I also thought of using a FIFO as well as having two arrays. With the FIFO, I’m not quite sure when it should be processed? Checking for new data in the FIFO at the beginning of each processBlock call and then perhaps doing some re-allocation through a call to OwnedArray::add from the audio thread seems to be a bad idea to me. I thought of creating another medium priority thread that sleeps most of the time and always gets woken up through a WaitableEvent that is triggered from processBlock as soon as the last read-access to the array was done to check if there is new data in the FIFO to add to the Array but even with this approach I fear that in a worst-case scenario the operation done by this thread couldn’t be finished until the next block is processed in case of small block sizes.

Now, having two Arrays and swapping pointers would work great for general Arrays I think, but I can’t imagine how this should work in case of an OwnedArray? It wouldn’t make so much sense to have two of them in parallel owning the same pointers. Should I end up using three Arrays that are always kept in sync - one owned to manage proper deletion of the objects and to general arrays to swap pointer? Seems to be quite a lot overhead to me :wink:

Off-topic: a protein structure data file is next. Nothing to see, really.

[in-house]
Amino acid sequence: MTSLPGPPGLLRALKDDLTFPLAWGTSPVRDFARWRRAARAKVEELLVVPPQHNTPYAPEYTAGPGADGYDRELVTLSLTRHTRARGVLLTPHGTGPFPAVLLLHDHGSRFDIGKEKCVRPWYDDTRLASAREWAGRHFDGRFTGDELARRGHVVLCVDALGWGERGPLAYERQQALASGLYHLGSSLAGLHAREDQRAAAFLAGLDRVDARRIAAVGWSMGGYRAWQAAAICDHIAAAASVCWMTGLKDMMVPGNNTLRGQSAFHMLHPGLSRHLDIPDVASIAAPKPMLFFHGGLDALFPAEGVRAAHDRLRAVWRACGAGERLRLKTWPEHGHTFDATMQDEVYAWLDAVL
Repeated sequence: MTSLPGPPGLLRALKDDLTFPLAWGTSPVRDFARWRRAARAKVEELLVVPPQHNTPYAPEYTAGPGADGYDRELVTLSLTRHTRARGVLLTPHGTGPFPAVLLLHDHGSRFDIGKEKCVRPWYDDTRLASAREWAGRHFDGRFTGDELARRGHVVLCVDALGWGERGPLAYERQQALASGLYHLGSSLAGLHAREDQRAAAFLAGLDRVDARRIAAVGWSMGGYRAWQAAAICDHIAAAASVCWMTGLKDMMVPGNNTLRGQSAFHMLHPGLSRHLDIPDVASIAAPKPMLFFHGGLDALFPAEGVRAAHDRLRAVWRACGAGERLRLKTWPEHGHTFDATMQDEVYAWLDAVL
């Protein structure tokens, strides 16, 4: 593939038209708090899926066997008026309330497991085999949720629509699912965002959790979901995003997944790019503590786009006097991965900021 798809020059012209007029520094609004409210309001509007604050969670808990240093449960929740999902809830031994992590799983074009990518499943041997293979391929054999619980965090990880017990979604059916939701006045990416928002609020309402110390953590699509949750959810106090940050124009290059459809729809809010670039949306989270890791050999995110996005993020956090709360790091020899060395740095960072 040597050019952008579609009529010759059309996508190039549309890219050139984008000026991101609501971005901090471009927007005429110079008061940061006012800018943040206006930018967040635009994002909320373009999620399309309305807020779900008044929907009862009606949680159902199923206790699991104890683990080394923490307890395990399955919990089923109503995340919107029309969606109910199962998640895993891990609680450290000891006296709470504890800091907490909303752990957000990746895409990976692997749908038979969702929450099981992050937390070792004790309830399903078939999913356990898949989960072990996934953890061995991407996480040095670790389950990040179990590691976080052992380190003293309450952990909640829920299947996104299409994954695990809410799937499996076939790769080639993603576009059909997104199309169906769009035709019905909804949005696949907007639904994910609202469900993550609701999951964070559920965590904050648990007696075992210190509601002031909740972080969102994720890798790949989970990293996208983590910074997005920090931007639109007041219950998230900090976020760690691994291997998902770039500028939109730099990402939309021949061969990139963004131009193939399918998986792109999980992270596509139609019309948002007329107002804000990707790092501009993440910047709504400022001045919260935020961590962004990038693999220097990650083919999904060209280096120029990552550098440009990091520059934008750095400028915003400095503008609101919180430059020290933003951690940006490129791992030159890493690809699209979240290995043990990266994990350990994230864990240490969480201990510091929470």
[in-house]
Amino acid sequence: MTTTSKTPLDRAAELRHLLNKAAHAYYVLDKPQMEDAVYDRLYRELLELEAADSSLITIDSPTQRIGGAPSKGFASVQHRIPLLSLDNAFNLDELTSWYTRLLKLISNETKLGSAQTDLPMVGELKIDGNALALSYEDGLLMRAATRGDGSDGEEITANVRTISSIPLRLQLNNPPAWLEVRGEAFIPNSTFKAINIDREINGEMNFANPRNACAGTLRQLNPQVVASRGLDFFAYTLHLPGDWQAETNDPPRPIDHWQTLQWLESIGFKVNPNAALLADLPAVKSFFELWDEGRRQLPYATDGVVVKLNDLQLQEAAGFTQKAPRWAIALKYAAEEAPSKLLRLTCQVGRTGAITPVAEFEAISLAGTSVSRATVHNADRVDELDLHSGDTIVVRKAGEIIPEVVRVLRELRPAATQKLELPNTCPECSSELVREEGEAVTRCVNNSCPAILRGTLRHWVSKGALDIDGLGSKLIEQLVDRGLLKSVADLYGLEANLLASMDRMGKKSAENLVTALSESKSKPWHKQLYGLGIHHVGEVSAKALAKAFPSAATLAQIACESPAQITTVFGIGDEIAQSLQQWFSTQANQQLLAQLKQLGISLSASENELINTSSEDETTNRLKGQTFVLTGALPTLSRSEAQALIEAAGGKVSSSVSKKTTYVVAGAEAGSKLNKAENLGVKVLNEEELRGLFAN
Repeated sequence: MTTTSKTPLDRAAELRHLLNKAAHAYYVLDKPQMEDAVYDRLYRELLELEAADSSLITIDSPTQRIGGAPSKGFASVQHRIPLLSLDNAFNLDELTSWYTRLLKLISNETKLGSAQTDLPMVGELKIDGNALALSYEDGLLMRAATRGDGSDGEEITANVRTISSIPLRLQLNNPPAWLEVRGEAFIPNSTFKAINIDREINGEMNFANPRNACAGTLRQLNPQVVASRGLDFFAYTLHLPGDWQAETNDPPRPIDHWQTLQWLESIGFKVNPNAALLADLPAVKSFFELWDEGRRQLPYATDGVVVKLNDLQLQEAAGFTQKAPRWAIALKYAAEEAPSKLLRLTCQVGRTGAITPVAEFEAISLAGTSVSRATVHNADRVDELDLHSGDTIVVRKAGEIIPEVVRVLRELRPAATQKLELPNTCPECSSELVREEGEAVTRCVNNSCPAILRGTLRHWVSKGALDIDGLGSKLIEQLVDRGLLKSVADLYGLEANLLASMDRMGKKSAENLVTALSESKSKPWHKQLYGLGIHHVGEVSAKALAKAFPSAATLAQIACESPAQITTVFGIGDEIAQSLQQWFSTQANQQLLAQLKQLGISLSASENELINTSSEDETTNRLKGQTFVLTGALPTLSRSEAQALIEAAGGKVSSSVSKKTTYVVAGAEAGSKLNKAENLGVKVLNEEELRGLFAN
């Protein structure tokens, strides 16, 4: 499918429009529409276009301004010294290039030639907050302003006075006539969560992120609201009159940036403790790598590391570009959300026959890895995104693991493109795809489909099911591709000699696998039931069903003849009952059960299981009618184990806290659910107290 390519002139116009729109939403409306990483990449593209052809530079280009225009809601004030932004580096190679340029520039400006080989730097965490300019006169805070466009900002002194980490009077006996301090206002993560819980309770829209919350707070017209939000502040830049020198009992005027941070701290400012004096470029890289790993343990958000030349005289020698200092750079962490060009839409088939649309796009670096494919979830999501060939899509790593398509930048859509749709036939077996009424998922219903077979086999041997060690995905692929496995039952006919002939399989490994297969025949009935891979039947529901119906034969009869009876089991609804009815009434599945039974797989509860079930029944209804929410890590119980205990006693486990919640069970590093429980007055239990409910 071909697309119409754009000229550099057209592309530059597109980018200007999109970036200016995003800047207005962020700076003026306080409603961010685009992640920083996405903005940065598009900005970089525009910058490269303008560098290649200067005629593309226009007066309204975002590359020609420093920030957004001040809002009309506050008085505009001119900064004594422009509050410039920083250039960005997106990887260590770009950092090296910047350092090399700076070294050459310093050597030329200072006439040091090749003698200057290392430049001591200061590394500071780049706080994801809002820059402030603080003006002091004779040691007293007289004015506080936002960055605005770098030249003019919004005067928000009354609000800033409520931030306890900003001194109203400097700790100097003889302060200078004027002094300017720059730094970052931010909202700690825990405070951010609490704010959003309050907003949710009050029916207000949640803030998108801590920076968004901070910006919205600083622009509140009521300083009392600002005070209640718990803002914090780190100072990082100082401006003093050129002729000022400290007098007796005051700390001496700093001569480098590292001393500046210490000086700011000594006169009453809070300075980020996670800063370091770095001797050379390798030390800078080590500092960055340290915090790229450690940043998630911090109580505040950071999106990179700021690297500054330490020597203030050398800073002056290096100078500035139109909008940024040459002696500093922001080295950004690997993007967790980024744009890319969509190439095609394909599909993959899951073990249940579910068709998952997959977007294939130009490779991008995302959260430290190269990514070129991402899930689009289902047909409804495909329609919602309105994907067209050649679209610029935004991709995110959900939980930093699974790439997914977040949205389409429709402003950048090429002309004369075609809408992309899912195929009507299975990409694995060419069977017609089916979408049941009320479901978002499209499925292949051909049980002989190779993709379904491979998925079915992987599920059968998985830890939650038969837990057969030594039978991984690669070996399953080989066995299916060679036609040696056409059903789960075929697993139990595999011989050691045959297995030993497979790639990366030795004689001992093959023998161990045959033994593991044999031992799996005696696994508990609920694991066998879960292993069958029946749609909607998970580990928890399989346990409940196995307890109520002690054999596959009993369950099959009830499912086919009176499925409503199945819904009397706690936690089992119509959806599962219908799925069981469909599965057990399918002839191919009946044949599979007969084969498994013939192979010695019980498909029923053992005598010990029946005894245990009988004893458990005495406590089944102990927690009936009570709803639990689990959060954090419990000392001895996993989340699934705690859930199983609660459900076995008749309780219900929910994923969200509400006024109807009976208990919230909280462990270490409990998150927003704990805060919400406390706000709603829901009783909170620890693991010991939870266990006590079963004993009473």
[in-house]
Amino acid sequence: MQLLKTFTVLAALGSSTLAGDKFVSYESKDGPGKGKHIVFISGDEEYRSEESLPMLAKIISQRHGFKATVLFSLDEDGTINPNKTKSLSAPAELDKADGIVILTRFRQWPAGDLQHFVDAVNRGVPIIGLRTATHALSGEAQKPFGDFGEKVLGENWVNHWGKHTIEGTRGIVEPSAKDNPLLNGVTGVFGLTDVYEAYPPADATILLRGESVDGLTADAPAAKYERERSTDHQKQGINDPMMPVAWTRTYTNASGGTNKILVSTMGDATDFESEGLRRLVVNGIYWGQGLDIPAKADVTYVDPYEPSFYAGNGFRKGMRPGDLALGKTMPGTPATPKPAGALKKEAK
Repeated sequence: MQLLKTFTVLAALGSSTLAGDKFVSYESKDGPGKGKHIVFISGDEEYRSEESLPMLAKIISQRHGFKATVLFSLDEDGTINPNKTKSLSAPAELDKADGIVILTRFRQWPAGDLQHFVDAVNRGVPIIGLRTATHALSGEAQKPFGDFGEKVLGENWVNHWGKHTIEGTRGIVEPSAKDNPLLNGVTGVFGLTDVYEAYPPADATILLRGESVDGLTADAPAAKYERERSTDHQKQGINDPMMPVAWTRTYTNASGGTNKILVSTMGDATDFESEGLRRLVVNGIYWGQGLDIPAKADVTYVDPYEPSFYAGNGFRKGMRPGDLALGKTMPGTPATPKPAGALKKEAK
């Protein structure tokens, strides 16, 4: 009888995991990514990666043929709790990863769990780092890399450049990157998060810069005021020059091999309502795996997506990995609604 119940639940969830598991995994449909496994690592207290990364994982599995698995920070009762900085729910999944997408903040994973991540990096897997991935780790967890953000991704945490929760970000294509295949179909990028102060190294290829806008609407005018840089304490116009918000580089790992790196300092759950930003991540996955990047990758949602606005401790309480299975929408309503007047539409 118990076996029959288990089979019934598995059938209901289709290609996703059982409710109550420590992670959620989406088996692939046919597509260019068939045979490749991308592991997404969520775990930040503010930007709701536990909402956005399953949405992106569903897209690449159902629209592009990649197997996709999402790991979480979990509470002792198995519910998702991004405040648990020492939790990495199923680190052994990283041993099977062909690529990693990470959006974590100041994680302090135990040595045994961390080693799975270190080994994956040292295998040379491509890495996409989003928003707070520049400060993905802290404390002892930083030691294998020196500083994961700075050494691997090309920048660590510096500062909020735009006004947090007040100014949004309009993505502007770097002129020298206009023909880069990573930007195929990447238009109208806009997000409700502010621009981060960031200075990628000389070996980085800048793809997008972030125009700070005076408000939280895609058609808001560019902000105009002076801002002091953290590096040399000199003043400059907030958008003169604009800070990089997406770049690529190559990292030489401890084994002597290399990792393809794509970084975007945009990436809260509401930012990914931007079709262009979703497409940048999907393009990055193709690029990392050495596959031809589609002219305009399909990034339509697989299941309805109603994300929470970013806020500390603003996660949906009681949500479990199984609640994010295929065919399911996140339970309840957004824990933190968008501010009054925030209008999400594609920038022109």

#7

Just for the sake of interest, are there any safe values for the actual time that could be expected for OwnedArray::add operation in a worst-case-scenario? Maybe I’m bothering about things that won’t even be a problem in real-world-scenarios :smiley:


#8

You could use OwnedArray:: ensureStorageAllocated() to allocate a reasonable number of items in advance. Then the already present elements won’t be disturbed while adding more.


#9

If this only happens occasionally and you (or the user) can live with short dropouts you could use a ScopedTryLock in processBlock() and a normal ScopedLock in your editor:

void Processor::processBlock(...)
{
    ScopedTryLock lock(arrayChangingLock);
    if (! lock.isLocked())
        return;
    [...]
}

void Editor::addToArray()
{
    ScopedLock lock(processor.getArrayAddLock());
    [...]
}

There might be side effects I’m not aware of but at least I haven’t noticed any yet.


#10